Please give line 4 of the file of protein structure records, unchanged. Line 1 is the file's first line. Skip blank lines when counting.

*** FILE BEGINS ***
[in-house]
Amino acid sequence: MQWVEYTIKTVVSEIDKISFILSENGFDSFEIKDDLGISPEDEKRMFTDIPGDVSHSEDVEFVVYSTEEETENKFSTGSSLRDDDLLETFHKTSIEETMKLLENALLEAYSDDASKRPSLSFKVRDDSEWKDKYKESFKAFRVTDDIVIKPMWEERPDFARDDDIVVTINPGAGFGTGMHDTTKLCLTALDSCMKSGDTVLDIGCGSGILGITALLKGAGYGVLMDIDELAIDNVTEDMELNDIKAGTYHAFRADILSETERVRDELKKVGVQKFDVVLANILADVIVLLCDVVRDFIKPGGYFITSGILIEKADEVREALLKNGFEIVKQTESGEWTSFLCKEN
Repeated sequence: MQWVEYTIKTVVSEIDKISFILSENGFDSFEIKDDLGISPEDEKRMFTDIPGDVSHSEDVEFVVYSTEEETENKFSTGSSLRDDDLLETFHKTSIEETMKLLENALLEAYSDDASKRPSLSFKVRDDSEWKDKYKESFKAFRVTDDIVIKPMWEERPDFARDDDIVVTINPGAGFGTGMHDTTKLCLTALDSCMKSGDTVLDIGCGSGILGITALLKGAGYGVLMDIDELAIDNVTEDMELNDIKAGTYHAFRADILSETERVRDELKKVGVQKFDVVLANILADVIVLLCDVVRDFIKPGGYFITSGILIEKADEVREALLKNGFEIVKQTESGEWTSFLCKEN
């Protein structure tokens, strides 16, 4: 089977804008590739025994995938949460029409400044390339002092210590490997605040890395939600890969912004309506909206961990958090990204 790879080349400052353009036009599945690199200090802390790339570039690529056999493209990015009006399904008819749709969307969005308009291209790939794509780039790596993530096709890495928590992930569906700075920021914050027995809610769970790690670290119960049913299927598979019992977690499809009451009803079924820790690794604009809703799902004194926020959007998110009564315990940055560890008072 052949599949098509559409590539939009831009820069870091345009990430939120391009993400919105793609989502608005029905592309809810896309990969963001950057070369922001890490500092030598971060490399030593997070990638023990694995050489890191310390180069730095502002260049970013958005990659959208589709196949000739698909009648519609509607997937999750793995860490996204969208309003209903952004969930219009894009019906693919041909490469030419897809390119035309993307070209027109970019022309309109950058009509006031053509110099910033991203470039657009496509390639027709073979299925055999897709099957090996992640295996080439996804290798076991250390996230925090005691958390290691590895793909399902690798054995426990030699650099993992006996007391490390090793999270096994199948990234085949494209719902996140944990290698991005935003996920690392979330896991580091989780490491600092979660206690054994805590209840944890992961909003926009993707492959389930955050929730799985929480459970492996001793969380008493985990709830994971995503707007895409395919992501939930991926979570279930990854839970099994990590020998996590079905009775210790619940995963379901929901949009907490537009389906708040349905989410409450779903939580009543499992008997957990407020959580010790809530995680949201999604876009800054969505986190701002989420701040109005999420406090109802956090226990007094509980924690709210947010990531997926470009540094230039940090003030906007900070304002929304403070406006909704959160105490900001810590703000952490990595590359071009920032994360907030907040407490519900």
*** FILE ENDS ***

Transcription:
């Protein structure tokens, strides 16, 4: 089977804008590739025994995938949460029409400044390339002092210590490997605040890395939600890969912004309506909206961990958090990204 790879080349400052353009036009599945690199200090802390790339570039690529056999493209990015009006399904008819749709969307969005308009291209790939794509780039790596993530096709890495928590992930569906700075920021914050027995809610769970790690670290119960049913299927598979019992977690499809009451009803079924820790690794604009809703799902004194926020959007998110009564315990940055560890008072 052949599949098509559409590539939009831009820069870091345009990430939120391009993400919105793609989502608005029905592309809810896309990969963001950057070369922001890490500092030598971060490399030593997070990638023990694995050489890191310390180069730095502002260049970013958005990659959208589709196949000739698909009648519609509607997937999750793995860490996204969208309003209903952004969930219009894009019906693919041909490469030419897809390119035309993307070209027109970019022309309109950058009509006031053509110099910033991203470039657009496509390639027709073979299925055999897709099957090996992640295996080439996804290798076991250390996230925090005691958390290691590895793909399902690798054995426990030699650099993992006996007391490390090793999270096994199948990234085949494209719902996140944990290698991005935003996920690392979330896991580091989780490491600092979660206690054994805590209840944890992961909003926009993707492959389930955050929730799985929480459970492996001793969380008493985990709830994971995503707007895409395919992501939930991926979570279930990854839970099994990590020998996590079905009775210790619940995963379901929901949009907490537009389906708040349905989410409450779903939580009543499992008997957990407020959580010790809530995680949201999604876009800054969505986190701002989420701040109005999420406090109802956090226990007094509980924690709210947010990531997926470009540094230039940090003030906007900070304002929304403070406006909704959160105490900001810590703000952490990595590359071009920032994360907030907040407490519900």